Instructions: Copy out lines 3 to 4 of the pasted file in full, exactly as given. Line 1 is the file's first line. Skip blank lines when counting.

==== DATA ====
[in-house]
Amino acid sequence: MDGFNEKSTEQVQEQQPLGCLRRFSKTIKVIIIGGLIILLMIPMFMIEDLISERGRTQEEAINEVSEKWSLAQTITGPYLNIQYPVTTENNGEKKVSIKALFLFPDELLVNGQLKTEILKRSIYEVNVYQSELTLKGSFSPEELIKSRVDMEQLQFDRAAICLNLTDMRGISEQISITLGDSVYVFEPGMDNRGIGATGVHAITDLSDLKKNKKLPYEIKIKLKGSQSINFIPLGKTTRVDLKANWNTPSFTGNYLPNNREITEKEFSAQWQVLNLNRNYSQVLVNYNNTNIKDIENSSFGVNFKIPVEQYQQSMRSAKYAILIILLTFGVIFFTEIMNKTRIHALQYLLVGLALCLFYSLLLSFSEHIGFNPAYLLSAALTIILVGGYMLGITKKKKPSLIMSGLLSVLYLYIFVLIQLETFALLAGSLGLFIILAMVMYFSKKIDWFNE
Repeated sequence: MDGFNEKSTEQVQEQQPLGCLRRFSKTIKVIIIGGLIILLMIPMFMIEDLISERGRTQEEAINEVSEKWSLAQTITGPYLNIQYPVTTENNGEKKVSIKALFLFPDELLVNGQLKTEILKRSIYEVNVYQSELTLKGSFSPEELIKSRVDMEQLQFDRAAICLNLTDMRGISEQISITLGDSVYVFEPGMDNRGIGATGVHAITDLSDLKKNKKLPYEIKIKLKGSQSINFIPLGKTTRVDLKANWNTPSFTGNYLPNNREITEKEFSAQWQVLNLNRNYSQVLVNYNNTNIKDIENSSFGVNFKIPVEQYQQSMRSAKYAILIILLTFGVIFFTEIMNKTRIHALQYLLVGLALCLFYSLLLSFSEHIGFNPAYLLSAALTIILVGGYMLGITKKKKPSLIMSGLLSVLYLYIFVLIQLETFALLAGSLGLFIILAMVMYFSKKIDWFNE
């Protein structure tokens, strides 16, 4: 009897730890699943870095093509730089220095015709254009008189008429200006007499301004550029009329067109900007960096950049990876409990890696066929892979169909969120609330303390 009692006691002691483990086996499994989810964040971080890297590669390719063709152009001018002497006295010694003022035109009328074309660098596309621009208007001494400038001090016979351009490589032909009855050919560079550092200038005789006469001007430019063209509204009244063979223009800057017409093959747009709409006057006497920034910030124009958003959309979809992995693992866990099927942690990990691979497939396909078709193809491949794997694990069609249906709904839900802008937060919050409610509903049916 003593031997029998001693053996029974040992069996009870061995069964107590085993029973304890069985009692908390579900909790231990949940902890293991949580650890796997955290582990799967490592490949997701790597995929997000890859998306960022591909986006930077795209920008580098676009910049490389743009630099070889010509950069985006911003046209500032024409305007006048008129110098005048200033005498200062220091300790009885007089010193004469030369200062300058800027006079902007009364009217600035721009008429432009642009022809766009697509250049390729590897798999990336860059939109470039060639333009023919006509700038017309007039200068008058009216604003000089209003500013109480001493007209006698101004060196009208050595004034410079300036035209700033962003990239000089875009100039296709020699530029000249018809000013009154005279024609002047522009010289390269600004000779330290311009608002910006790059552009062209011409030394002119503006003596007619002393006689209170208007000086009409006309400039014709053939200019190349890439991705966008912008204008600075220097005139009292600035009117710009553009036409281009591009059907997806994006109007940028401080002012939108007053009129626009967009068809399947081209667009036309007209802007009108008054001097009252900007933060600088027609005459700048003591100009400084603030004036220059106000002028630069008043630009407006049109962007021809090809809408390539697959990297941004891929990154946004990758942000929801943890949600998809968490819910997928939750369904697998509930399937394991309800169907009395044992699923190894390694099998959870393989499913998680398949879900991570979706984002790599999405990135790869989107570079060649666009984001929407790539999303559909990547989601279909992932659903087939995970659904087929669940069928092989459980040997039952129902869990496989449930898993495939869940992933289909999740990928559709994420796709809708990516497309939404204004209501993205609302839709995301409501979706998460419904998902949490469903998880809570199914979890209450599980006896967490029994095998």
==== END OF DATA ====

Repeated sequence: MDGFNEKSTEQVQEQQPLGCLRRFSKTIKVIIIGGLIILLMIPMFMIEDLISERGRTQEEAINEVSEKWSLAQTITGPYLNIQYPVTTENNGEKKVSIKALFLFPDELLVNGQLKTEILKRSIYEVNVYQSELTLKGSFSPEELIKSRVDMEQLQFDRAAICLNLTDMRGISEQISITLGDSVYVFEPGMDNRGIGATGVHAITDLSDLKKNKKLPYEIKIKLKGSQSINFIPLGKTTRVDLKANWNTPSFTGNYLPNNREITEKEFSAQWQVLNLNRNYSQVLVNYNNTNIKDIENSSFGVNFKIPVEQYQQSMRSAKYAILIILLTFGVIFFTEIMNKTRIHALQYLLVGLALCLFYSLLLSFSEHIGFNPAYLLSAALTIILVGGYMLGITKKKKPSLIMSGLLSVLYLYIFVLIQLETFALLAGSLGLFIILAMVMYFSKKIDWFNE
């Protein structure tokens, strides 16, 4: 009897730890699943870095093509730089220095015709254009008189008429200006007499301004550029009329067109900007960096950049990876409990890696066929892979169909969120609330303390 009692006691002691483990086996499994989810964040971080890297590669390719063709152009001018002497006295010694003022035109009328074309660098596309621009208007001494400038001090016979351009490589032909009855050919560079550092200038005789006469001007430019063209509204009244063979223009800057017409093959747009709409006057006497920034910030124009958003959309979809992995693992866990099927942690990990691979497939396909078709193809491949794997694990069609249906709904839900802008937060919050409610509903049916 003593031997029998001693053996029974040992069996009870061995069964107590085993029973304890069985009692908390579900909790231990949940902890293991949580650890796997955290582990799967490592490949997701790597995929997000890859998306960022591909986006930077795209920008580098676009910049490389743009630099070889010509950069985006911003046209500032024409305007006048008129110098005048200033005498200062220091300790009885007089010193004469030369200062300058800027006079902007009364009217600035721009008429432009642009022809766009697509250049390729590897798999990336860059939109470039060639333009023919006509700038017309007039200068008058009216604003000089209003500013109480001493007209006698101004060196009208050595004034410079300036035209700033962003990239000089875009100039296709020699530029000249018809000013009154005279024609002047522009010289390269600004000779330290311009608002910006790059552009062209011409030394002119503006003596007619002393006689209170208007000086009409006309400039014709053939200019190349890439991705966008912008204008600075220097005139009292600035009117710009553009036409281009591009059907997806994006109007940028401080002012939108007053009129626009967009068809399947081209667009036309007209802007009108008054001097009252900007933060600088027609005459700048003591100009400084603030004036220059106000002028630069008043630009407006049109962007021809090809809408390539697959990297941004891929990154946004990758942000929801943890949600998809968490819910997928939750369904697998509930399937394991309800169907009395044992699923190894390694099998959870393989499913998680398949879900991570979706984002790599999405990135790869989107570079060649666009984001929407790539999303559909990547989601279909992932659903087939995970659904087929669940069928092989459980040997039952129902869990496989449930898993495939869940992933289909999740990928559709994420796709809708990516497309939404204004209501993205609302839709995301409501979706998460419904998902949490469903998880809570199914979890209450599980006896967490029994095998």